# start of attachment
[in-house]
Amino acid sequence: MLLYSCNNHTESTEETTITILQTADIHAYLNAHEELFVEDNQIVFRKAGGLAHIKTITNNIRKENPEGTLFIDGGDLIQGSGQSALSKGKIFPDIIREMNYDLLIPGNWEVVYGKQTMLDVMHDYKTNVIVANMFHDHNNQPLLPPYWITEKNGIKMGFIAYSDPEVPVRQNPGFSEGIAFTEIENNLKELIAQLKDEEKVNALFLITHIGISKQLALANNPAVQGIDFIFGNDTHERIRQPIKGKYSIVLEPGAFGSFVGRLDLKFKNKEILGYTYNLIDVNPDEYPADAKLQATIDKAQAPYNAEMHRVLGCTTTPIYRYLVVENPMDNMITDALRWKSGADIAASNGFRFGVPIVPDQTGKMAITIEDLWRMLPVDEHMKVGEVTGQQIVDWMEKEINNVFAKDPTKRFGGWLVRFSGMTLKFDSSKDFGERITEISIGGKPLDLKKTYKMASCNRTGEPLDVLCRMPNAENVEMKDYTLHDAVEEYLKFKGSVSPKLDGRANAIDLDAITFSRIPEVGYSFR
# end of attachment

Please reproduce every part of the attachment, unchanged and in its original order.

[in-house]
Amino acid sequence: MLLYSCNNHTESTEETTITILQTADIHAYLNAHEELFVEDNQIVFRKAGGLAHIKTITNNIRKENPEGTLFIDGGDLIQGSGQSALSKGKIFPDIIREMNYDLLIPGNWEVVYGKQTMLDVMHDYKTNVIVANMFHDHNNQPLLPPYWITEKNGIKMGFIAYSDPEVPVRQNPGFSEGIAFTEIENNLKELIAQLKDEEKVNALFLITHIGISKQLALANNPAVQGIDFIFGNDTHERIRQPIKGKYSIVLEPGAFGSFVGRLDLKFKNKEILGYTYNLIDVNPDEYPADAKLQATIDKAQAPYNAEMHRVLGCTTTPIYRYLVVENPMDNMITDALRWKSGADIAASNGFRFGVPIVPDQTGKMAITIEDLWRMLPVDEHMKVGEVTGQQIVDWMEKEINNVFAKDPTKRFGGWLVRFSGMTLKFDSSKDFGERITEISIGGKPLDLKKTYKMASCNRTGEPLDVLCRMPNAENVEMKDYTLHDAVEEYLKFKGSVSPKLDGRANAIDLDAITFSRIPEVGYSFR